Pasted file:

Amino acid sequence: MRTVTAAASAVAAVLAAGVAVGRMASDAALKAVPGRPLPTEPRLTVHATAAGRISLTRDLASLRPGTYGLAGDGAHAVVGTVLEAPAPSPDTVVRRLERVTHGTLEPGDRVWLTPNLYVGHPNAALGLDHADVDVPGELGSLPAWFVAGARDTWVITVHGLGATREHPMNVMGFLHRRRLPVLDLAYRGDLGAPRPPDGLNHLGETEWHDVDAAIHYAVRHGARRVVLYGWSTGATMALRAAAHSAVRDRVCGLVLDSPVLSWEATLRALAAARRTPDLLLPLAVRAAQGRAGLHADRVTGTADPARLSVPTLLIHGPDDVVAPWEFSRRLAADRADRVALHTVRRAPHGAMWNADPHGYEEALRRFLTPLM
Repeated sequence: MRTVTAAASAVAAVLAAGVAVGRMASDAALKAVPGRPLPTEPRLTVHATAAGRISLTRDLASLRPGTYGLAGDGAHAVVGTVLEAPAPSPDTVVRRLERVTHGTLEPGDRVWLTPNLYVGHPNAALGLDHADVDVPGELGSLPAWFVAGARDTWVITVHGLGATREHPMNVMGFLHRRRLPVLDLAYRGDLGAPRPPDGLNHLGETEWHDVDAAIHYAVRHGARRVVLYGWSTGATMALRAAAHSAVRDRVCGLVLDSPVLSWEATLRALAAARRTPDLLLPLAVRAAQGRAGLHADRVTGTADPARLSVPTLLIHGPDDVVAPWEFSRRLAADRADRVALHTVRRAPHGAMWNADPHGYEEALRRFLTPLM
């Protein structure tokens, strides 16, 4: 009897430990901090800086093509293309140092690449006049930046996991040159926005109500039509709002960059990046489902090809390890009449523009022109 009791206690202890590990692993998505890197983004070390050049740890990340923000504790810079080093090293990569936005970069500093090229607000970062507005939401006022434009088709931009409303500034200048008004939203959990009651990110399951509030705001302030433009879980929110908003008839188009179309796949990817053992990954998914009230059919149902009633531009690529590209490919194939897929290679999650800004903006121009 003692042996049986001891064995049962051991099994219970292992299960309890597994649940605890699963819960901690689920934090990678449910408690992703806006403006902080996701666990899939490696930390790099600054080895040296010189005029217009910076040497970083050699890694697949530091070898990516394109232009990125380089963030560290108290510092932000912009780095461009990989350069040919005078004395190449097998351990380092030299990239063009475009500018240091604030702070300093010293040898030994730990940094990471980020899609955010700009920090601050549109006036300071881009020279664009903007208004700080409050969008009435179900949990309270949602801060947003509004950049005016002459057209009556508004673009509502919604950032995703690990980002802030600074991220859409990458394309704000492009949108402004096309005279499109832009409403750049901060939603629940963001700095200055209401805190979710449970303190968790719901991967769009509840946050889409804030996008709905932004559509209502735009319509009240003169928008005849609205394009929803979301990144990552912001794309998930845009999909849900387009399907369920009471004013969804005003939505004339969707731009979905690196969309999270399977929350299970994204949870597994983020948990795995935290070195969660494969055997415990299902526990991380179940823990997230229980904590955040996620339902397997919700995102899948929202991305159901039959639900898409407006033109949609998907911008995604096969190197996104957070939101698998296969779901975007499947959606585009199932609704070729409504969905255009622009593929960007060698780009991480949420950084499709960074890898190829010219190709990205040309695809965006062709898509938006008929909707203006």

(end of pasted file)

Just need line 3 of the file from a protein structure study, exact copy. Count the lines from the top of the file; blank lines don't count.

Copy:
């Protein structure tokens, strides 16, 4: 009897430990901090800086093509293309140092690449006049930046996991040159926005109500039509709002960059990046489902090809390890009449523009022109 009791206690202890590990692993998505890197983004070390050049740890990340923000504790810079080093090293990569936005970069500093090229607000970062507005939401006022434009088709931009409303500034200048008004939203959990009651990110399951509030705001302030433009879980929110908003008839188009179309796949990817053992990954998914009230059919149902009633531009690529590209490919194939897929290679999650800004903006121009 003692042996049986001891064995049962051991099994219970292992299960309890597994649940605890699963819960901690689920934090990678449910408690992703806006403006902080996701666990899939490696930390790099600054080895040296010189005029217009910076040497970083050699890694697949530091070898990516394109232009990125380089963030560290108290510092932000912009780095461009990989350069040919005078004395190449097998351990380092030299990239063009475009500018240091604030702070300093010293040898030994730990940094990471980020899609955010700009920090601050549109006036300071881009020279664009903007208004700080409050969008009435179900949990309270949602801060947003509004950049005016002459057209009556508004673009509502919604950032995703690990980002802030600074991220859409990458394309704000492009949108402004096309005279499109832009409403750049901060939603629940963001700095200055209401805190979710449970303190968790719901991967769009509840946050889409804030996008709905932004559509209502735009319509009240003169928008005849609205394009929803979301990144990552912001794309998930845009999909849900387009399907369920009471004013969804005003939505004339969707731009979905690196969309999270399977929350299970994204949870597994983020948990795995935290070195969660494969055997415990299902526990991380179940823990997230229980904590955040996620339902397997919700995102899948929202991305159901039959639900898409407006033109949609998907911008995604096969190197996104957070939101698998296969779901975007499947959606585009199932609704070729409504969905255009622009593929960007060698780009991480949420950084499709960074890898190829010219190709990205040309695809965006062709898509938006008929909707203006």